How to Live with Toddlers

How to Live With Toddlers

Living with two children aged 4 and under, I can now say I know what it is like to live with miniature assholes. (It’s okay to say that you know. I don’t actually refer to my children as assholes…well at least not to their face). 2-4 year olds are the absolute worst. Sure they can be cute, and loving, and awesome, but they literally can do NOTHING on their own. They need help with everything and sometimes they give up trying all together. There is nothing worse than trying to dress your 2 year old when they have gone all “limp noodle” on you. They also spend most of their day in tears or causing others to be. And the screaming, my gosh the screaming. My kids scream for everything-food, toys, just because. It is the closest I’ll ever be to living in an insane asylum. Now I know I can’t be the only one who hides in the pantry to get away from their toddlers, so I have thought of some ways to make life a tad bit easier. You’re welcome.

1) Toddler snacks are really your snacks. When I am hiding in my pantry I sometimes like to eat my toddler’s snacks. I feel so much better just sitting on my step stool and slamming a Bear Paw. It’s almost like a little payback or “I’ll get back at you for that tantrum. We shall see how funny it is when all your animal crackers are gone.” Try it. Completely liberating. Plus who are we kidding? I totally buy Teddy Grahams for myself to eat when the kids go to bed.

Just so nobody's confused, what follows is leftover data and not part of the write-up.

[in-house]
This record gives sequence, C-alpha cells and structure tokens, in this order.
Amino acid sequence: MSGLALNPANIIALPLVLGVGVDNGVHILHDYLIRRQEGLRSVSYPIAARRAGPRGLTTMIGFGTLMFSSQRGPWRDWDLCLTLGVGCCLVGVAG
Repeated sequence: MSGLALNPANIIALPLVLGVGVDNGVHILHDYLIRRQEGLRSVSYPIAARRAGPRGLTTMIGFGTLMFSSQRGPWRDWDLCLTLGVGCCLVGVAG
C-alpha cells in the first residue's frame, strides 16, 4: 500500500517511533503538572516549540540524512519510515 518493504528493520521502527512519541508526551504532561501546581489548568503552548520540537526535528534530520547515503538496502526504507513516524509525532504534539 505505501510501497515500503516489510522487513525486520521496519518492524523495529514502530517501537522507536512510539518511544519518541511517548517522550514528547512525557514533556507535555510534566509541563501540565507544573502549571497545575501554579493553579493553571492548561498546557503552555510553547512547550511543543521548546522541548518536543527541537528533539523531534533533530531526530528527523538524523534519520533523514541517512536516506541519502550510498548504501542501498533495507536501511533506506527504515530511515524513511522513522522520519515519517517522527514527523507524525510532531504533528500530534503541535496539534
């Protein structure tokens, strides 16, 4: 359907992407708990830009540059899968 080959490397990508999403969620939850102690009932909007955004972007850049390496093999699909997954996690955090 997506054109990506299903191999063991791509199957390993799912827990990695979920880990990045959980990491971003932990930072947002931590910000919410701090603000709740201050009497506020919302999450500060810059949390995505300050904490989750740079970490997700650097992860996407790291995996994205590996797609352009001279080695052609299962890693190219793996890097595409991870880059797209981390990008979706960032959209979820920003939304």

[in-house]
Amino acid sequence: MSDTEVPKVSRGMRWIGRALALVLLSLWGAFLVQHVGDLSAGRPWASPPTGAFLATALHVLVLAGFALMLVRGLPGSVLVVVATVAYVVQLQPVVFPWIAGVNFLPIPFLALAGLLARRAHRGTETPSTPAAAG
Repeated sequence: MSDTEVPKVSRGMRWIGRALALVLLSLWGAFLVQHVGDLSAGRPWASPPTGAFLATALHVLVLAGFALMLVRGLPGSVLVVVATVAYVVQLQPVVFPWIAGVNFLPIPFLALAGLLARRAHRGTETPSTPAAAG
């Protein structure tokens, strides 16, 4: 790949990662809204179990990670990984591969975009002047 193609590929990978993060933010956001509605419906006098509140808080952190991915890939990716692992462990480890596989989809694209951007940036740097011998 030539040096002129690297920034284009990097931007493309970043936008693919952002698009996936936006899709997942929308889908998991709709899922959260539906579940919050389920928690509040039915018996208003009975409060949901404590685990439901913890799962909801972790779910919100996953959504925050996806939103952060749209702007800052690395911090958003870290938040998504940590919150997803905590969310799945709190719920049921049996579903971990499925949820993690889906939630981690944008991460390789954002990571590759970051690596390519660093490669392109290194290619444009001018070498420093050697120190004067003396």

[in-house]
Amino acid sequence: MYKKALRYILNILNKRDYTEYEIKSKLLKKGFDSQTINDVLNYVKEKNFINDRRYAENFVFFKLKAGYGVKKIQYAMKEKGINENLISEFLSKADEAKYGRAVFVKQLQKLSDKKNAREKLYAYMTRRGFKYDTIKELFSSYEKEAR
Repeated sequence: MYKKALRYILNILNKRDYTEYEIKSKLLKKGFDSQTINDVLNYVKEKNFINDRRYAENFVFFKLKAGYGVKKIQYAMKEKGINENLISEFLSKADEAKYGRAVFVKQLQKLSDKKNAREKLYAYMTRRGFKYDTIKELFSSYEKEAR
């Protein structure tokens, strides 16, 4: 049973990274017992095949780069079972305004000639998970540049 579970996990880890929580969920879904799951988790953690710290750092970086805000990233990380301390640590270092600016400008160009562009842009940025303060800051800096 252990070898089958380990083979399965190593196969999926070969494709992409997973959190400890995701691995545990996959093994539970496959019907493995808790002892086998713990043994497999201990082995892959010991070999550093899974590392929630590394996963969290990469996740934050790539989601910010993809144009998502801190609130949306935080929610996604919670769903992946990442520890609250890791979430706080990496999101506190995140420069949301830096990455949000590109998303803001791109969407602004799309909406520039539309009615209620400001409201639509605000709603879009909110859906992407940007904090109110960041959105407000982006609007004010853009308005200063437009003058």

2) Stop cleaning. Seriously. I have found Kraft Dinner is much easier to pick up off the floor when it has dried. Those Cheerios scattered all over your floor will get eaten eventually. Secretly just throw your kids shitty McDonald’s toys/half crayons/any toy that has annoying music, in the trash when they go to bed. They’ll never know. You will get so used to the fingerprints all over your windows that you won’t remember a time when they weren’t there. Embrace the aisles of scattered Legos and Hot Wheels in your living room. It’s good exercise to try and squat and lunge around those death machines so you don’t kill yourself stepping on them.

3) Enforce naptime like your life depends on it. Both my boys nap right after lunch whether they want to or not. No negotiation. No, “but I’m not tired”. My response is always the same, “lie down and pretend you are.” Those 2 hours are what gets me through life at this point. Don’t try and clean or even shower. No one likes a martyr. Lie on the couch and sleep or watch TV. They invented Febreeze and deodorant for moms with young children.

4) Stop worrying about mealtime. Realize now that your toddlers will most likely only eat bread, so just tell yourself that they are getting all their fruits and veggies at daycare and your job is simply to get through a meal without it being thrown on the floor. Throw in those Flintstones vitamins and you’re golden. Cereal, popsicles, and yogurt tubes are also great fillers to keep your kids entertained while you cry your way through your salad.